Of course, Aquila isn’t just throwing any topping onto their nearly perfect dough. Each topping—whether it is the handmade mozzarella cheese, the duck sausage from Goffle Farms, squash blossoms in the summertime from Bracco Farms, or the local Jersey tomato sauce by Sclafani—is thought out to a passionate extent. So, it may astonish the normal diner to discover that they only offer five never-changing pizzas on their menu.
“Five pizzas that are really great are better than 20 that are just okay,” Arcieri told me. I couldn’t agree more. Aquila also adds a unique sixth pizza each week, combining ingredients that are in season or fresh on hand. Take the Meyer lemon pizza with ricotta cheese, kalamata olives, and sweet capicola—a part of the rotating specials at Aquila that have become a fan favorite.
In addition to the pizza, Aquila offers a small spread of appetizers, as well as calzones. Noteworthy are the Polpette; tender meatballs simmered in rich, tangy tomato sauce all day long before being blasted in the pizza oven and finally topped off with fresh ricotta cheese before arriving at the table.
Taking pizza seriously is not a new thing. In fact, in Italy, they have a system for deeming pizza as Neapolitan or, well, just pizza. Traditional Specialities Guaranteed (TSG) is a quality scheme that assures certain products arrive at the standard they are expected to. For Neapolitan pizza makers around the world, this means using a strict list of ingredients and having actual pizza experts come and eat to assure the quality is met. Many pizza makers in the United States work tirelessly to achieve this plaque. When asked about it, Arcieri’s response was, “I don’t care about that… at all.” Being confined to certain ingredients and practices would only hinder Arcieri’s expertise.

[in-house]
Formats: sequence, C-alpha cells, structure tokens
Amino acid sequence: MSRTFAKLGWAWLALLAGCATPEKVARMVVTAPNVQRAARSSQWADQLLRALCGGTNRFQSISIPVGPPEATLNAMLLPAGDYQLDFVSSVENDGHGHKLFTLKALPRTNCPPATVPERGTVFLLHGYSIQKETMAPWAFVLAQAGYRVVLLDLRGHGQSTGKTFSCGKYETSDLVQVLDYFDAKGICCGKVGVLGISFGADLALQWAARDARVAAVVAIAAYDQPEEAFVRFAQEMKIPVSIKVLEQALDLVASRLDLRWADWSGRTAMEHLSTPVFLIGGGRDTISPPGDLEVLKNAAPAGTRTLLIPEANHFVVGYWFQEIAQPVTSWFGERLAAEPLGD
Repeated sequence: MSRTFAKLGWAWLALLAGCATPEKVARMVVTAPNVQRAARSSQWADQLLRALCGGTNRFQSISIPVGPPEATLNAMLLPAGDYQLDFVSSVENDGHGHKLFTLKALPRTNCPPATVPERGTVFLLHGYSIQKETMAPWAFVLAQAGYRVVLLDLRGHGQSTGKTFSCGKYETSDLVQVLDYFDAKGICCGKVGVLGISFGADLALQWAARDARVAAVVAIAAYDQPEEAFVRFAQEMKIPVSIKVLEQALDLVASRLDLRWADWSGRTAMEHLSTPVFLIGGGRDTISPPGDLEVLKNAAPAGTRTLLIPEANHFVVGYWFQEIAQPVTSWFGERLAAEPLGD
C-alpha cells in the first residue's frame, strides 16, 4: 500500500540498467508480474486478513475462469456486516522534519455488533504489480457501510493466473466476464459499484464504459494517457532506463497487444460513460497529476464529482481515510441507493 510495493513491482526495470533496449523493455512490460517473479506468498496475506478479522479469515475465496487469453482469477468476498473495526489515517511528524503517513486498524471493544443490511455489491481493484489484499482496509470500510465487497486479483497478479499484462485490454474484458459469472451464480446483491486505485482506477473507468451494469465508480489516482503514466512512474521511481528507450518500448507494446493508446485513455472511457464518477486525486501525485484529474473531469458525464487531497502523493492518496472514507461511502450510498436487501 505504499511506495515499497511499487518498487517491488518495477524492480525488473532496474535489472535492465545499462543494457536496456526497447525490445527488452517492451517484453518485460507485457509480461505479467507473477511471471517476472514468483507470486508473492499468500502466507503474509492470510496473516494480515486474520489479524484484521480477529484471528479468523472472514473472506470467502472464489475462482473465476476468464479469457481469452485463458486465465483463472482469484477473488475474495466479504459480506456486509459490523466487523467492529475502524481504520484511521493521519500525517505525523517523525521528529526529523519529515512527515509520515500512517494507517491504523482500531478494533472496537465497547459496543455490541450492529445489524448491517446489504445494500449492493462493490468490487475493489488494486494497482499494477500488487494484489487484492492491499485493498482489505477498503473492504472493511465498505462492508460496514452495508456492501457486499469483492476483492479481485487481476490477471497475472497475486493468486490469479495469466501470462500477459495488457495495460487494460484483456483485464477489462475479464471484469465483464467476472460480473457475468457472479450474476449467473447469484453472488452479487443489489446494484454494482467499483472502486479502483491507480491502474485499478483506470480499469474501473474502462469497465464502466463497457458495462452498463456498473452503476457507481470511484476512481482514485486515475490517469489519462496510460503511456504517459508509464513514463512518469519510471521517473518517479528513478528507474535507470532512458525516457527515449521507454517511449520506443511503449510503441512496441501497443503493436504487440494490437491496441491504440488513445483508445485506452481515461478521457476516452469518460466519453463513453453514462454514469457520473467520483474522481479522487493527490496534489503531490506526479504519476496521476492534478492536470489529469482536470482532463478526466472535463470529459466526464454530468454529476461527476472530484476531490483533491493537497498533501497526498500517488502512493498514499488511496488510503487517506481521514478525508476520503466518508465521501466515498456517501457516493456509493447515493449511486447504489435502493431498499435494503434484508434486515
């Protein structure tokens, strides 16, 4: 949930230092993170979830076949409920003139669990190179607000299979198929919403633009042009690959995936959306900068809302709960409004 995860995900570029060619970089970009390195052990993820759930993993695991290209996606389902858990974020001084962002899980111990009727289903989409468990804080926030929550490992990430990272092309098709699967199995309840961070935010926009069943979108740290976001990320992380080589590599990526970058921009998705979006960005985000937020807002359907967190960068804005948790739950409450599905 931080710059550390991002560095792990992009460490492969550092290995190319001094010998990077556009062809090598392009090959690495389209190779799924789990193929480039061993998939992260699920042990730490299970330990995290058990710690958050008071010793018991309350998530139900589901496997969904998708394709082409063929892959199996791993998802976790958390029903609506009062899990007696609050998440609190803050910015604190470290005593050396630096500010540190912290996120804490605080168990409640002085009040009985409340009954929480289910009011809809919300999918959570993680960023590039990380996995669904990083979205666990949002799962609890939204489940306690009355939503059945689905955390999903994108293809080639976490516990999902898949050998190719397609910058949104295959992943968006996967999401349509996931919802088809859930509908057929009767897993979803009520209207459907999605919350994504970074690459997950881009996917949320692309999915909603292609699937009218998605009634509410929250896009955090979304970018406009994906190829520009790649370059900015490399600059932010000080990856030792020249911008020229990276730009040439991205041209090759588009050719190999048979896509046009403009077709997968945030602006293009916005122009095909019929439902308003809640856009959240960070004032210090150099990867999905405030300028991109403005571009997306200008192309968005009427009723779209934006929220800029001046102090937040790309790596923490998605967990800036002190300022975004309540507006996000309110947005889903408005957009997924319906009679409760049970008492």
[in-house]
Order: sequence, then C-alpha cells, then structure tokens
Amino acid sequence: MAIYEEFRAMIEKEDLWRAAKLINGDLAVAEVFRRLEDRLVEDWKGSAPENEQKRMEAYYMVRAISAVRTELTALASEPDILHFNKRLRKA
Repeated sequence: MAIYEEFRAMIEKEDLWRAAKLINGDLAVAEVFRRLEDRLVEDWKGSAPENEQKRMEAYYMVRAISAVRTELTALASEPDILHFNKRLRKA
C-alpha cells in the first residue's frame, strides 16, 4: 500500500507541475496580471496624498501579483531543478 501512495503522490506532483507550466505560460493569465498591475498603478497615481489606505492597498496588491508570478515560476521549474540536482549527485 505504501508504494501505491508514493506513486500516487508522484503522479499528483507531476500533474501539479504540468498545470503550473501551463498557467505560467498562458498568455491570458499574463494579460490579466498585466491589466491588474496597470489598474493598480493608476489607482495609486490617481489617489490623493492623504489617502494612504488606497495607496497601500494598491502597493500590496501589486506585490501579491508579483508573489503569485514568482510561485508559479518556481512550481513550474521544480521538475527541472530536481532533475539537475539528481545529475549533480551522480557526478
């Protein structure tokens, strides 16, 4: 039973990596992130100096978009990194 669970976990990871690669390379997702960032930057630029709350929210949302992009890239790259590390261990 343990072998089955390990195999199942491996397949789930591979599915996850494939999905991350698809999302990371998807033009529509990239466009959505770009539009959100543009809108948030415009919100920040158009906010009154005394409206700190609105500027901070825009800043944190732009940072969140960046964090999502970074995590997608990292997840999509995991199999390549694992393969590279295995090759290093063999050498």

“If I wanted it [the TSG plaque], I wouldn’t be able to do a lot of what I do. I would have to import mozzarella cheese rather than make it fresh daily. I would be restricted in the toppings I could use—the quality of my product would take a hit,” Arcieri continued.
He is absolutely right in thinking this. The second Arcieri changes his pizza to be more “authentic,” the more it starts to resemble a thousand other pizzerias and less like his own. Personally, I know I don’t need to see a plaque on the wall to conclude that Aquila offers what I consider to be one of the best pizzas in New Jersey.
Seven years later, this formula has proven to work. Aquila has a robust list of regulars who return weekly to enjoy Arcieri’s pizzas, as well as newcomers who have heard through the grapevine that something special was behind the doorway of this beguiling Little Falls spot. Takeout only on Wednesdays, and dine-in on Thursday through Saturday has cemented itself as the Aquila Way. Simple, and to the point, is just how Arcieri rolls.
Aquila rides the line between a place for newcomers who want to get their feet wet and one where pizza “snobs” can come to enjoy a perfectly crafted product. The first time I ate here, the dough alone was a dead giveaway that colossal amounts of care were being put into this restaurant every single day.
As a lifelong Jersey guy, I can tell you we’ll all argue about food until the end of time. But one thing is for certain, when talking about the best pizza in NJ, Aquila Pizza Al Forno deserves to be in the conversation.